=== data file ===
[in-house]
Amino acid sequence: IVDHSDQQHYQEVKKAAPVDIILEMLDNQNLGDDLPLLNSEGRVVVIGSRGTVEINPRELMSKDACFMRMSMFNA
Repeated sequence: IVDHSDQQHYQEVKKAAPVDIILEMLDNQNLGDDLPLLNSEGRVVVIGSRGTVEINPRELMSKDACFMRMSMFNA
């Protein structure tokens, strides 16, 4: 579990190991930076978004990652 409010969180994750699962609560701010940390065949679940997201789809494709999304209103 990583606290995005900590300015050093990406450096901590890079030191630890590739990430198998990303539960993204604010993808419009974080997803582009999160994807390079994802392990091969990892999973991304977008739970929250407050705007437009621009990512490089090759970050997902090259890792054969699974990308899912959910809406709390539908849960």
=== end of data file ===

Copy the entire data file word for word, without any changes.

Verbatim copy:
[in-house]
Amino acid sequence: IVDHSDQQHYQEVKKAAPVDIILEMLDNQNLGDDLPLLNSEGRVVVIGSRGTVEINPRELMSKDACFMRMSMFNA
Repeated sequence: IVDHSDQQHYQEVKKAAPVDIILEMLDNQNLGDDLPLLNSEGRVVVIGSRGTVEINPRELMSKDACFMRMSMFNA
């Protein structure tokens, strides 16, 4: 579990190991930076978004990652 409010969180994750699962609560701010940390065949679940997201789809494709999304209103 990583606290995005900590300015050093990406450096901590890079030191630890590739990430198998990303539960993204604010993808419009974080997803582009999160994807390079994802392990091969990892999973991304977008739970929250407050705007437009621009990512490089090759970050997902090259890792054969699974990308899912959910809406709390539908849960």